3. Raku Pottery is doing what I’d like to do with my art. I have other ideas for ebooks on gardening and even selling cuttings, along with a lot of other ideas. I know making money from ads on the blog doesn’t happen until you have high thousands of subscribers, so I’m not even considering that at barely 600 subs. I have made a very small amount of money from my art products but not enough to live on so it just isn’t rational right now. I know I can handle the social costs since I’m more of an introvert and I’ve been self-employed before and had no problem with it – even preferred it. You’ve given me a lot to think about and I appreciate it. Thank-you ❤

    Like

  4. Do you currently make money from the products on your blog? Because that’s going to be your source of income. A better paradigm might be to think of yourself as a business owner, who uses your blog to help advertise your products. For a good example of someone who is successful at this check out https://rakupottery.ca/ I would contact Jay, who runs that site, and ask about the up, downs and difficulties of what you are thinking about.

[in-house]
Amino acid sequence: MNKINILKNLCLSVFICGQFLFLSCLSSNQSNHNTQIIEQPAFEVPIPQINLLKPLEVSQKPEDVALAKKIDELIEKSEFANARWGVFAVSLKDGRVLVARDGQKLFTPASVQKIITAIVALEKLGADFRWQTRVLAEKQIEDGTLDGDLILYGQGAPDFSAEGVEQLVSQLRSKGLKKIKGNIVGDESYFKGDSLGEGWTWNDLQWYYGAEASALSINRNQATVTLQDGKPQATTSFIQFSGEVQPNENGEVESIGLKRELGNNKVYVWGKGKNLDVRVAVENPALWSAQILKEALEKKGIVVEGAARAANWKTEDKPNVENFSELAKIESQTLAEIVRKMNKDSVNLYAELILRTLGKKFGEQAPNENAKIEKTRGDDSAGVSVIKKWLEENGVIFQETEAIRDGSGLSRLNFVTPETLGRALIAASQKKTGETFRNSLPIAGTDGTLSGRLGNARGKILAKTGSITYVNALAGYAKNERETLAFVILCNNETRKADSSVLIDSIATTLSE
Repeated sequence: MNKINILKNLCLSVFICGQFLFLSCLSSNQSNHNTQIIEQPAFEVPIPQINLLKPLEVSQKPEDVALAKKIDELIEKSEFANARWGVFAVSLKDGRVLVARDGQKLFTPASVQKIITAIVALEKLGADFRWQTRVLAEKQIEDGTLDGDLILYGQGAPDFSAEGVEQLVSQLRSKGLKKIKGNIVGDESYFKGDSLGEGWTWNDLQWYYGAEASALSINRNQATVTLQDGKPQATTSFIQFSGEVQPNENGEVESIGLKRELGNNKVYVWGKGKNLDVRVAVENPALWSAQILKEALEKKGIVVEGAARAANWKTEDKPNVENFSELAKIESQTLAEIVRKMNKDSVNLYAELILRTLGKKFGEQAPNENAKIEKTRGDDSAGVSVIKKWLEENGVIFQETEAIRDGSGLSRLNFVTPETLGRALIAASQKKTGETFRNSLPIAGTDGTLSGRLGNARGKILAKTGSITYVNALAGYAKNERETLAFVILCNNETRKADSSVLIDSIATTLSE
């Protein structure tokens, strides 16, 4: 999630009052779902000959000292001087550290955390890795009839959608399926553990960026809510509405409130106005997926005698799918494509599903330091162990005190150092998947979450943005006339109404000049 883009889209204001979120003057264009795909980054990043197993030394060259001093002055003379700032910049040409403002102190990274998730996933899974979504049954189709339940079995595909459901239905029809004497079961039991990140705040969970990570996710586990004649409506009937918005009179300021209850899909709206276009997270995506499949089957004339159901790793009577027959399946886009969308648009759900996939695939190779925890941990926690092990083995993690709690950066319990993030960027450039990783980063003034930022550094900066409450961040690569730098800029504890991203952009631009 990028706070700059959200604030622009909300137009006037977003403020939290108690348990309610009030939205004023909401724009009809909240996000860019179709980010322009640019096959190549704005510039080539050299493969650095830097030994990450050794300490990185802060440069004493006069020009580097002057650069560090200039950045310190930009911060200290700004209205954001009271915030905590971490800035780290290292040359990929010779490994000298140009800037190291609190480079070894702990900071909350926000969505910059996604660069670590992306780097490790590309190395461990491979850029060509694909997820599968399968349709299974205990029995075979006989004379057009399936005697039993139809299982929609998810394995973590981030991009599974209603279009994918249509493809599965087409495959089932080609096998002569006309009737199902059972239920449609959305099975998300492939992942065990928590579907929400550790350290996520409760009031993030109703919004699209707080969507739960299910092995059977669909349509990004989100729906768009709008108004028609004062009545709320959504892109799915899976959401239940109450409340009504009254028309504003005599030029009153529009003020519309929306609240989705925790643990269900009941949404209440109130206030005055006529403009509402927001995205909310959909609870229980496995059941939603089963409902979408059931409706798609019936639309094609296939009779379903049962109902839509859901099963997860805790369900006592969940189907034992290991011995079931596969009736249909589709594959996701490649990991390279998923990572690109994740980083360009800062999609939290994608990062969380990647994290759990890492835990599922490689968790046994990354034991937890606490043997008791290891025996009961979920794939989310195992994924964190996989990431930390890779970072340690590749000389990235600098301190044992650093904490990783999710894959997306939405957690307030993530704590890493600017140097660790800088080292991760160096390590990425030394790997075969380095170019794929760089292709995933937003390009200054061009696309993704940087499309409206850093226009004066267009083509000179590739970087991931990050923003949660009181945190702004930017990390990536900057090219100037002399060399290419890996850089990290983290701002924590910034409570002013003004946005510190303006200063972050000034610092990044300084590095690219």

Another person I would talk to is PoojaG at https://lifesfinewhine.com/ She understands the mechanics of blogging and getting seen better than just about anyone. If you want to do this full time you are going to have to massively grow your audience, and she know how to do it. I would also read every article she has about how to grow your blog.